C:...PP2ESystemProcesses>python
>>> os.system('start child-wait.py 1')
0

When run, this call pops up a new, independent DOS console window to serve as the standard input and output streams of the child-wait program. It truly is independent -- in fact, it keeps running if we exit both this Python interpreter session and the DOS console box where the command was typed.[9] An os.popen call can launch a start command too; but since it normally starts commands independently anyhow, the only obvious advantages of start here are the pop-up DOS box, and the fact that Python need not be in the system search path setting:

[9] And remember, if you want to start a Python GUI program this way and not see the new DOS standard stream console box at all, simply name the script child-wait.pyw ; the "w" on the end tells the Windows Python port to avoid the DOS box. For DOS jockeys: the start command also allows a few interesting options: /m (run minimized), /max (run maximized), /r (run restored -- the default), and /w (don't return until the other program exits -- this adds caller blocking if you need it). Type start /? for help. And for any Unix developers peeking over the fence: you can also launch independent programs with os.system -- append the & background operator to the command line.

>>> file = os.popen('start child-wait.py 1') # versus: python child-wait...
>>> file.read( )
'Hello from child -413849 112Press '

Which scheme to use, then? Using os.system or os.popen to run a python command works fine, but only if your users have added the python.exe directory to their system search path setting. Running a DOS start command is often a simpler alternative to both running python commands and calling the os.spawnv function, since filename associations are automatically installed along with Python, and os.spawnv requires a full directory path to the Python interpreter program (python.exe). On the other hand, running start commands with os.system calls can fail on Windows for very long command-line strings:

>>> os.system('start child-wait.py ' + 'Z'*425) # okay- 425 Zs in dos popup
0
>>> os.system('start child-wait.py ' + 'Z'*450) # fails- msg, not exception
Access is denied.
0
>>> os.popen('python child-wait.py ' + 'Z'*500).read( ) # works if PATH set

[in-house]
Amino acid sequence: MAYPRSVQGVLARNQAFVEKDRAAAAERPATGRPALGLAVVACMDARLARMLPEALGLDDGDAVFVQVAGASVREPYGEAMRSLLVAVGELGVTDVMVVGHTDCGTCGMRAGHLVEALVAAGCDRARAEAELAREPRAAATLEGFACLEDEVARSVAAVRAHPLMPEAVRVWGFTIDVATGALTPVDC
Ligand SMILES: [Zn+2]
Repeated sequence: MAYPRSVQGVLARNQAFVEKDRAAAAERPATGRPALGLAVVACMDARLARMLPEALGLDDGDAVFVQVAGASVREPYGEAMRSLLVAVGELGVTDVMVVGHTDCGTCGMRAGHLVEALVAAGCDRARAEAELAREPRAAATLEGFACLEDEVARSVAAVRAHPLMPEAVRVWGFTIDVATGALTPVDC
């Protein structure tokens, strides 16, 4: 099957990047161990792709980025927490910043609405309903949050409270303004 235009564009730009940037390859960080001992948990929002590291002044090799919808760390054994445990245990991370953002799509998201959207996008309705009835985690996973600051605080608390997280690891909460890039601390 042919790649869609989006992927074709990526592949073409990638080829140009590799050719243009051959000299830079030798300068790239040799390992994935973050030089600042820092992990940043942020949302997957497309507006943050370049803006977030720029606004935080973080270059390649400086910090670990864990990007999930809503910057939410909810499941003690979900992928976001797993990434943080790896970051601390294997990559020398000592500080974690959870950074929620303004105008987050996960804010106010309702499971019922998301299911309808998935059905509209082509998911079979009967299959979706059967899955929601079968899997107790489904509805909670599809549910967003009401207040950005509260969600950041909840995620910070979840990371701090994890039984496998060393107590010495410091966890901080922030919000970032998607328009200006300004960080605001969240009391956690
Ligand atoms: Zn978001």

>>> os.system('python child-wait.py ' + 'Z'*500) # works if PATH set

>>> pypath = r'C:program filespythonpython.exe' # this works too
>>> os.spawnv(os.P_NOWAIT, pypath, ('python', 'child-wait.py', 'Z'*500))

As a rule of thumb, use os.spawnv if your commands are (or may be) long. For instance, we'll meet a script in Chapter 4, that launches web browsers to view HTML files; even though a start command applied to an HTML file will automatically start a browser program, this script instead must use os.spawnv to accommodate potentially long directory paths in HTML filenames.

For more information on other Windows-specific program launcher tools, see O'Reilly's Python Programming on Win32. Other schemes are even less standard than those shown here, but are given excellent coverage in that text.

3.8.3 A Portable Program-Launch Framework

With all these different ways to start programs on different platforms, it can be difficult to remember what tools to use in a given situation. Moreover, some of these tools are called in ways that are complicated enough to easily forget (for me, at least). I write scripts that need to launch Python programs often enough that I eventually wrote a module to try and hide most of the underlying details. While I was at it, I made this module smart enough to automatically pick a launch scheme based on the underlying platform. Laziness is the mother of many a useful module.

Example 3-24 collects many of the techniques we've met in this chapter in a single module. It implements an abstract superclass, LaunchMode, which defines what it means to start a Python program, but doesn't define how. Instead, its subclasses provide a run method that actually starts a Python program according to a given scheme, and (optionally) define an announce method to display a program's name at startup time.

Example 3-24. PP2Elaunchmodes.py

###############################################################
# launch Python programs with reusable launcher scheme classes;
# assumes 'python' is on your system path (but see Launcher.py)
###############################################################

import sys, os, string
pycmd = 'python' # assume it is on your system path

class LaunchMode:
 def __init__(self, label, command):
 self.what = label
 self.where = command
 def __call__(self): # on call, ex: button press callback
 self.announce(self.what)
 self.run(self.where) # subclasses must define run( )
 def announce(self, text): # subclasses may redefine announce( )
 print text # methods instead of if/elif logic
 def run(self, cmdline):
 assert 0, 'run must be defined'

class System(LaunchMode): # run shell commands
 def run(self, cmdline): # caveat: blocks caller
 os.system('%s %s' % (pycmd, cmdline)) # unless '&' added on Linux

class Popen(LaunchMode): # caveat: blocks caller 
 def run(self, cmdline): # since pipe closed too soon
 os.popen(pycmd + ' ' + cmdline) # 1.5.2 fails in Windows GUI

class Fork(LaunchMode):
 def run(self, cmdline):
 assert hasattr(os, 'fork') # for linux/unix today
 cmdline = string.split(cmdline) # convert string to list
 if os.fork( ) == 0: # start new child process
 os.execvp(pycmd, [pycmd] + cmdline) # run new program in child

class Start(LaunchMode):
 def run(self, cmdline): # for windows only
 assert sys.platform[:3] == 'win' # runs independent of caller
 os.system('start ' + cmdline) # uses Windows associations

class Spawn(LaunchMode): # for windows only
 def run(self, cmdline): # run python in new process
 assert sys.platform[:3] == 'win' # runs independent of caller
 #pypath = r'C:program filespythonpython.exe'
 try: # get path to python
 pypath = os.environ['PP2E_PYTHON_FILE'] # run by launcher?